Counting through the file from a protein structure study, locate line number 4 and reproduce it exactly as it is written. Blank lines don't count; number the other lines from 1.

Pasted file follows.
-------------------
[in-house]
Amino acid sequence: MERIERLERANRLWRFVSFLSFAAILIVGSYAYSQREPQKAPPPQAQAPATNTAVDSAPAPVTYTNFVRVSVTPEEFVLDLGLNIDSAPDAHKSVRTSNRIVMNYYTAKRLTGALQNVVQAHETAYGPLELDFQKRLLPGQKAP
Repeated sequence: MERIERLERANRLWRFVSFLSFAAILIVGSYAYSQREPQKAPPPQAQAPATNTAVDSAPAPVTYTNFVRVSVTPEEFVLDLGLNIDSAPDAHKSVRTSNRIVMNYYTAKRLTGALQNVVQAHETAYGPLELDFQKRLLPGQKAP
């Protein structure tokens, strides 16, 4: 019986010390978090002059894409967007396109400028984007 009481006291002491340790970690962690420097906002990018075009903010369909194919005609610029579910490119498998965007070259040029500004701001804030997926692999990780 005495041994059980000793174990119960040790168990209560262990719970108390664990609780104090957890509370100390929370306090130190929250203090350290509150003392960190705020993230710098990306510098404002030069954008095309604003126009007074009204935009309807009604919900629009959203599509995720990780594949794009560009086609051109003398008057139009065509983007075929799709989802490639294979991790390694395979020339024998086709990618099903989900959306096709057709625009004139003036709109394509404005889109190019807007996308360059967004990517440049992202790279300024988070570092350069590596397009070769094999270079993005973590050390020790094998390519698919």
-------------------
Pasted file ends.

């Protein structure tokens, strides 16, 4: 019986010390978090002059894409967007396109400028984007 009481006291002491340790970690962690420097906002990018075009903010369909194919005609610029579910490119498998965007070259040029500004701001804030997926692999990780 005495041994059980000793174990119960040790168990209560262990719970108390664990609780104090957890509370100390929370306090130190929250203090350290509150003392960190705020993230710098990306510098404002030069954008095309604003126009007074009204935009309807009604919900629009959203599509995720990780594949794009560009086609051109003398008057139009065509983007075929799709989802490639294979991790390694395979020339024998086709990618099903989900959306096709057709625009004139003036709109394509404005889109190019807007996308360059967004990517440049992202790279300024988070570092350069590596397009070769094999270079993005973590050390020790094998390519698919």